Non-urgent procedures have had to be rescheduled due to staff shortages, and medics were put on alert last week that private operations may have to be suspended if problems continue, Express has learned.
Operating theatres were already operating under a ‘mitigation plan’, but the service lead told hospital workers last week that the staffing situation had become so challenging as a result of “sickness” that middle-grade (non-consultant) operations would have to be suspended.
Operations are now being based on “clinical priority” – i.e. based on the level of urgency – and schedules for the next four weeks are being redrawn.
Some senior staff reacted furiously, with one arguing in an email chain seen by Express that the Health service should be honest about its staffing “crisis” and that politicians should be working harder to find solutions.
An internal report produced in June – which was leaked to Express last month – linked surgical staff shortages to unresolved bullying cases, revealing that some operating theatre colleagues were unable to even work in the same room as each other.
The report also highlighted that operating theatres had the highest number of staff on long-term sickness, primarily stress-related.
Pictured: "Some of the staff relationships have broken down so irreparably that the staff concerned can now not be allocated to work in the same theatre," the report read.
Weeks later in July, it was announced that non-urgent operations at the hospital would be suspended due to non-covid staff illness.
While elective surgeries resumed on 1 September, the service is under pressure little over a month later.
If the latest mitigation measures don’t work, staff were told last week that public operations will take precedence “and private listing could be suspended.”
It comes as the hospital has also been struggling at near-to-full capacity, with medics describing availability as “very poor” and “extremely challenging”. Patients have had to be moved around and rapid discharges have been encouraged as a result.
The Government did not respond to questions from Express on how many operations had had to be rescheduled as a result of the surgery pressures, nor did it provide an answer on the hospital’s current bed capacity.
A Health spokesperson said in a statement: “Managing staff sickness along with emergency and planned demand is a challenge for any healthcare system and it is something Health and Community Services faces every day.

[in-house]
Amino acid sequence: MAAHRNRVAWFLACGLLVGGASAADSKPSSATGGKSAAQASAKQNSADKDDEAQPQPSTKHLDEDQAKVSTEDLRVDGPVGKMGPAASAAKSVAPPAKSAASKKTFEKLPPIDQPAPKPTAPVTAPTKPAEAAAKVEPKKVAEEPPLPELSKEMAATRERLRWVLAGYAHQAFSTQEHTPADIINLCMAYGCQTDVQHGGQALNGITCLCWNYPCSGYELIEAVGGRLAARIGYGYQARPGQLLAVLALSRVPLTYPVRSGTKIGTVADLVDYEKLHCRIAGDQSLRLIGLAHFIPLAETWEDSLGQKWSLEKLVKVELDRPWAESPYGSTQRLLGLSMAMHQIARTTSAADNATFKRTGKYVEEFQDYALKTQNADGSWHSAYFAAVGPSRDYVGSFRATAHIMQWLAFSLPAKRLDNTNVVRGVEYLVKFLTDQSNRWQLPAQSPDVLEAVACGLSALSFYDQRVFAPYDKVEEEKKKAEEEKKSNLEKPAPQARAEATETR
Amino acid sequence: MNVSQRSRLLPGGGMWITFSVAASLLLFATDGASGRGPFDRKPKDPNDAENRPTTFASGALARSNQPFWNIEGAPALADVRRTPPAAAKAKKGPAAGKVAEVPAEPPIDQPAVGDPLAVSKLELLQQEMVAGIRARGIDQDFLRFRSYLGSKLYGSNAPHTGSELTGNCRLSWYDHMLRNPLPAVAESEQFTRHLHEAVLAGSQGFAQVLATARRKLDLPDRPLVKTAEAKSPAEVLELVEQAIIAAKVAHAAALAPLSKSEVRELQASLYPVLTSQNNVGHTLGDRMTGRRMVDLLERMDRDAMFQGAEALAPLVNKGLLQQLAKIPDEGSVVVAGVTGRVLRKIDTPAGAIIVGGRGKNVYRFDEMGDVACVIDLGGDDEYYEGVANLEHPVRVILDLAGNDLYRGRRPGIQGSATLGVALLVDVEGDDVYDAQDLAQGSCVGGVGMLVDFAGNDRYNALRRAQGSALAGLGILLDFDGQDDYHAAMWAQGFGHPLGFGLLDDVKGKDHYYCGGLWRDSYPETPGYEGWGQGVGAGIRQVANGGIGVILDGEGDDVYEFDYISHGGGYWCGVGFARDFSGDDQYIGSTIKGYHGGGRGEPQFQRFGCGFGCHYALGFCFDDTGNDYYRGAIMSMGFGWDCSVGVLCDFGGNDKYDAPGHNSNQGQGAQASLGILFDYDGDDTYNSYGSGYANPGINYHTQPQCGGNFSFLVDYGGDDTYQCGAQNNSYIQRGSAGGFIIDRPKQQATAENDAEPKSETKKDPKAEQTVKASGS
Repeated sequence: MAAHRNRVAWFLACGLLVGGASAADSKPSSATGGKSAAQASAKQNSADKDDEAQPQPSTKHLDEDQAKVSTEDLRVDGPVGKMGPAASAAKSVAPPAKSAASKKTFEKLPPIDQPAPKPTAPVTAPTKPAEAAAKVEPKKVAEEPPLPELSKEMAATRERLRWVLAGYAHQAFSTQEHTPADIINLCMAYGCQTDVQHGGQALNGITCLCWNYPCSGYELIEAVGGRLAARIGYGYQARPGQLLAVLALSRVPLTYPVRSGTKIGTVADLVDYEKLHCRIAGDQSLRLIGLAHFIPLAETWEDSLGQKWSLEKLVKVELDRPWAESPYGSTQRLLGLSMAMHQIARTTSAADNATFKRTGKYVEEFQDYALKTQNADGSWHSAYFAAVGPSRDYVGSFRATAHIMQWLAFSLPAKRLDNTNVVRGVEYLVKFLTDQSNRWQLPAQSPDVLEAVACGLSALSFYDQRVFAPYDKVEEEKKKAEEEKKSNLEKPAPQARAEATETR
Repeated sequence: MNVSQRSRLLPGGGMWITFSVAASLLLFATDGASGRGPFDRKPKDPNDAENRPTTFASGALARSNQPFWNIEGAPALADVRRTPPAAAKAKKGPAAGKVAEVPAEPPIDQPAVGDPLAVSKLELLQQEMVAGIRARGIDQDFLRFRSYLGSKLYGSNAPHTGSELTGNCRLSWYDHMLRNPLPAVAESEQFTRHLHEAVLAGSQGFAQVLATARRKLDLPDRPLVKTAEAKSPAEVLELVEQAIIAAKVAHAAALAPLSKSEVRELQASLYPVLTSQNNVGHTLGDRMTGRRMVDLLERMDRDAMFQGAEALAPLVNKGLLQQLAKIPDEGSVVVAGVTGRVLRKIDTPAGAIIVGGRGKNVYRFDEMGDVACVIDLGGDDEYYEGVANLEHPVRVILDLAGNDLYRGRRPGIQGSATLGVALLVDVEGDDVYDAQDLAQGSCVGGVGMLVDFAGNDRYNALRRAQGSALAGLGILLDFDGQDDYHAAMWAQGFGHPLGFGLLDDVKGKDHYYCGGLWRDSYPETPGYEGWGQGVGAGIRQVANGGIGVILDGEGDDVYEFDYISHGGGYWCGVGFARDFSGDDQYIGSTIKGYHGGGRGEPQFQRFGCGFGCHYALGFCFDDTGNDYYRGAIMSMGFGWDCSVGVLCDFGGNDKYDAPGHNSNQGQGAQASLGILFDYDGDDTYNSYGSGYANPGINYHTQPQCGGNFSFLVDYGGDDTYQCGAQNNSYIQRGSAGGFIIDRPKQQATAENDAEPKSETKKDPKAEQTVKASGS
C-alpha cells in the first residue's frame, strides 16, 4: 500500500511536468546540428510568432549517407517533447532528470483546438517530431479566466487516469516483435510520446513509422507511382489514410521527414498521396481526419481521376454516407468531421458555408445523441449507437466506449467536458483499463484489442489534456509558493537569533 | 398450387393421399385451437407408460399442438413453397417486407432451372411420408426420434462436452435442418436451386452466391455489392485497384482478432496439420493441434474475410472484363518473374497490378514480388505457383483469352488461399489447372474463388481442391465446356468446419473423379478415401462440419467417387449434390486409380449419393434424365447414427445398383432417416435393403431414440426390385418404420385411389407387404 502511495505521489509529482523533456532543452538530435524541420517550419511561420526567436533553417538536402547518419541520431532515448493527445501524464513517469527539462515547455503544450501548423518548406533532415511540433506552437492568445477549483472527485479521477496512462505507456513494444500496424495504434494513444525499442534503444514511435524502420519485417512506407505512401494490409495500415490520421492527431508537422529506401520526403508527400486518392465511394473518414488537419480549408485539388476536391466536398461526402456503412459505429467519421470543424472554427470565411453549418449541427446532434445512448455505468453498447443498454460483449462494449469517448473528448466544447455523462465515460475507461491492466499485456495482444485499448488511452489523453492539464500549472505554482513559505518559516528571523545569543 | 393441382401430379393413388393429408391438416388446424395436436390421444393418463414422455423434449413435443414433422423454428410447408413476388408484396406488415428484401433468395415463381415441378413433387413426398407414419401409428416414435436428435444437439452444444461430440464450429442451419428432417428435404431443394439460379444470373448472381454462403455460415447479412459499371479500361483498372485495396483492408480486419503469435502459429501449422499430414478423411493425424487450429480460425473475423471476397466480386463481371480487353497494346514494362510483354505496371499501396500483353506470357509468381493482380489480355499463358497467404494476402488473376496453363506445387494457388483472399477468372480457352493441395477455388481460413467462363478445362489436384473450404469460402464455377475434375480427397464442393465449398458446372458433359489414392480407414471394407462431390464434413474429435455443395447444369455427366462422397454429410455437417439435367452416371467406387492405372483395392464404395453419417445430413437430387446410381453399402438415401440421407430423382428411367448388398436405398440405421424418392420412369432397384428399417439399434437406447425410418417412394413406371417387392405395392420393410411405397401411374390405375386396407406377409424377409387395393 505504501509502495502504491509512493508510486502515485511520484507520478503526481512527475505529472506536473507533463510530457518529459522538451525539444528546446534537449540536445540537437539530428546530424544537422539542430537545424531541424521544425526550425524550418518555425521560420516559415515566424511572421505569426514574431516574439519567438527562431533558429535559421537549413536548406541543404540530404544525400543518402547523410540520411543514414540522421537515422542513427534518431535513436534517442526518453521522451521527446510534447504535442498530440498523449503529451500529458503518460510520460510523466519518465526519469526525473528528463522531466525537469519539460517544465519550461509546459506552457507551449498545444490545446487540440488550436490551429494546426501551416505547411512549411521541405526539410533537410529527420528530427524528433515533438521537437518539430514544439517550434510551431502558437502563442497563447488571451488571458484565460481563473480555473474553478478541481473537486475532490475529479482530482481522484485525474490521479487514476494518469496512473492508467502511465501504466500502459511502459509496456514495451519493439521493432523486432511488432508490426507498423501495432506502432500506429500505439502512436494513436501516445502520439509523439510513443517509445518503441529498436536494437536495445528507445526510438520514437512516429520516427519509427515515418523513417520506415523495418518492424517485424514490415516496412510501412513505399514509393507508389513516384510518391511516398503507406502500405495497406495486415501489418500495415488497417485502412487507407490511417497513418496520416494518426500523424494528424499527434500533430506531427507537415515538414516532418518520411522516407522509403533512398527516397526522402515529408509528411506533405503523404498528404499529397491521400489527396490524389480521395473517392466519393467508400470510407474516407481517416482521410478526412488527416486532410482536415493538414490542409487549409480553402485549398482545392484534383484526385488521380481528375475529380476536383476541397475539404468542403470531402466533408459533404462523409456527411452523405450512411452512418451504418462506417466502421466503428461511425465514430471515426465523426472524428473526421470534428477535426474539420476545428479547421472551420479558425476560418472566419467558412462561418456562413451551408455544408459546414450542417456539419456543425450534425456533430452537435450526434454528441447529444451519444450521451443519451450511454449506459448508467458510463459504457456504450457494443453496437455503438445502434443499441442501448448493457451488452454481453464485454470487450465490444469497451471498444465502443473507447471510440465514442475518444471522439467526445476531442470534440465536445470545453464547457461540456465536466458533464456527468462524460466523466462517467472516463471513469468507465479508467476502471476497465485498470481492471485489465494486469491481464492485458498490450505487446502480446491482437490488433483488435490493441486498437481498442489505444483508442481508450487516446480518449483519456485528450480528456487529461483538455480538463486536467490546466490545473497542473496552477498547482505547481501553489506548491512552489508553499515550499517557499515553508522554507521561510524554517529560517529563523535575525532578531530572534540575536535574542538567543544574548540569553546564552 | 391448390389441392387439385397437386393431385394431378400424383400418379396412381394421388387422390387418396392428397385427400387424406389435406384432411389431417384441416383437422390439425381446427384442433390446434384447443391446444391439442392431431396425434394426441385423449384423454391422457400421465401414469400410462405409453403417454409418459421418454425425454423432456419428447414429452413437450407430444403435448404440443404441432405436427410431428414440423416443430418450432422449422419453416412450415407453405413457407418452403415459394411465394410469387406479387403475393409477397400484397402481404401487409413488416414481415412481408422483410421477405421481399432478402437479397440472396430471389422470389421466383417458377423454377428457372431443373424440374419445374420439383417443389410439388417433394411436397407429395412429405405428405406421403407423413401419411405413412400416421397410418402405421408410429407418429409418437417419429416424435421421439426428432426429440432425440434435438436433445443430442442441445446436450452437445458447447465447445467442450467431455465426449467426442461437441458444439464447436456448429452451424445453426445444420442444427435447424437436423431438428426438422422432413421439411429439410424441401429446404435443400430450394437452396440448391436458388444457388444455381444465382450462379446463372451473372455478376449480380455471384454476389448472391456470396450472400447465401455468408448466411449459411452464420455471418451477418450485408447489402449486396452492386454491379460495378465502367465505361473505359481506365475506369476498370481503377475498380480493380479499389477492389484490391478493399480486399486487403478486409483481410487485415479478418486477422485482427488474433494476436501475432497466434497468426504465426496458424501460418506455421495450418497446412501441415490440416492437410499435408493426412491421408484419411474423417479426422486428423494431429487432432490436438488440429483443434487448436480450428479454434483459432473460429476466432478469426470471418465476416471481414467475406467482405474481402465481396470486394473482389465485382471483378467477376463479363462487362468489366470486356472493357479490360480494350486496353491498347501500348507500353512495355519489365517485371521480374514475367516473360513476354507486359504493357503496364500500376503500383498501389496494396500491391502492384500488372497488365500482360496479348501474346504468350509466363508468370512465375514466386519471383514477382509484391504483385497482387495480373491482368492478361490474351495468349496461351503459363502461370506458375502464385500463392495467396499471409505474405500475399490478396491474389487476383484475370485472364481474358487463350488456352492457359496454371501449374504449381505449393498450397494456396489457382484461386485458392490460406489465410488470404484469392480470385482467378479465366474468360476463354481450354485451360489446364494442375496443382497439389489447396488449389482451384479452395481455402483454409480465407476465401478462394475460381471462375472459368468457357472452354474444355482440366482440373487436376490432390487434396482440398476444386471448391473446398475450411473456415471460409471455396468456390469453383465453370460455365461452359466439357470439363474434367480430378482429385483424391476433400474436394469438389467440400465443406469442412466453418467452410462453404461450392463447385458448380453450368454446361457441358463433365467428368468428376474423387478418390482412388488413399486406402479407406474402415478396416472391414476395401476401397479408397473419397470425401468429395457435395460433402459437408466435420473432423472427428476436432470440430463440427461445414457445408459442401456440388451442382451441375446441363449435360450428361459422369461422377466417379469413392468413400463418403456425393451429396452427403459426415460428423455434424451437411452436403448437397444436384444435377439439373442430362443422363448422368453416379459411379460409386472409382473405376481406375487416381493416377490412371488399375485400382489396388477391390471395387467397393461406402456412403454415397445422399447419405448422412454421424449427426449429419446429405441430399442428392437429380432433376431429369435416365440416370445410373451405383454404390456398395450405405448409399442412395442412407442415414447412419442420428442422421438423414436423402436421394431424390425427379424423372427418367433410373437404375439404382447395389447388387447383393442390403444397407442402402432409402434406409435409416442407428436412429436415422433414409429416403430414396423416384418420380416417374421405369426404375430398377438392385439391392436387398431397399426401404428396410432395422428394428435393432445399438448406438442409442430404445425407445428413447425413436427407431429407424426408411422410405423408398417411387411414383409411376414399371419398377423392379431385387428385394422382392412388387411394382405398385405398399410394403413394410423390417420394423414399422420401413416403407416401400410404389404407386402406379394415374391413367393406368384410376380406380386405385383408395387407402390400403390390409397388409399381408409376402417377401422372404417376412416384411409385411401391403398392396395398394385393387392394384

"The Hospital has encountered increased bed demand over the past few weeks, however, season activity pressures are well understood and the Hospital and wider healthcare services are working hard to address capacity pressures when they occur.
“There is no planned suspension of any categories of activity at this time and staff continue to ensure there is daily prioritisation according to need and workforce alignment.”
Speaking on the Bailiwick Podcast earlier this week, Group Managing Director Rob Sainsbury described many of the bullying and morale issues at the heart of staff absences as “historic”.
He said that the Department was working hard to improve the culture of the organisation through team-building activities and initiatives such as Wellbeing Week, which started on Monday.
Happy #WorldMentalHealthDay! Today we launch our first HCS Wellbeing Week! There are 68 FREE + EXCLUSIVE events + activities taking place all week for HCS colleagues. From free ice cream to massage + mental wellbeing - there’s something for everyone #HCSWellbeing @GovJsyHCS pic.twitter.com/aqqHlG2y8T— Hannah Maden (@Not_JustAFace) October 10, 2021
It will see staff engaging in activities and events ranging from yoga to massage.
He also said work was underway to tackle recruitment problems by ensuring that Jersey's hospital can offer an appealing package.
Reports detailing serious bullying allegations, staff shortages, buildings which are no longer fit for purpose, and a new hospital which is still, at least, five years away.
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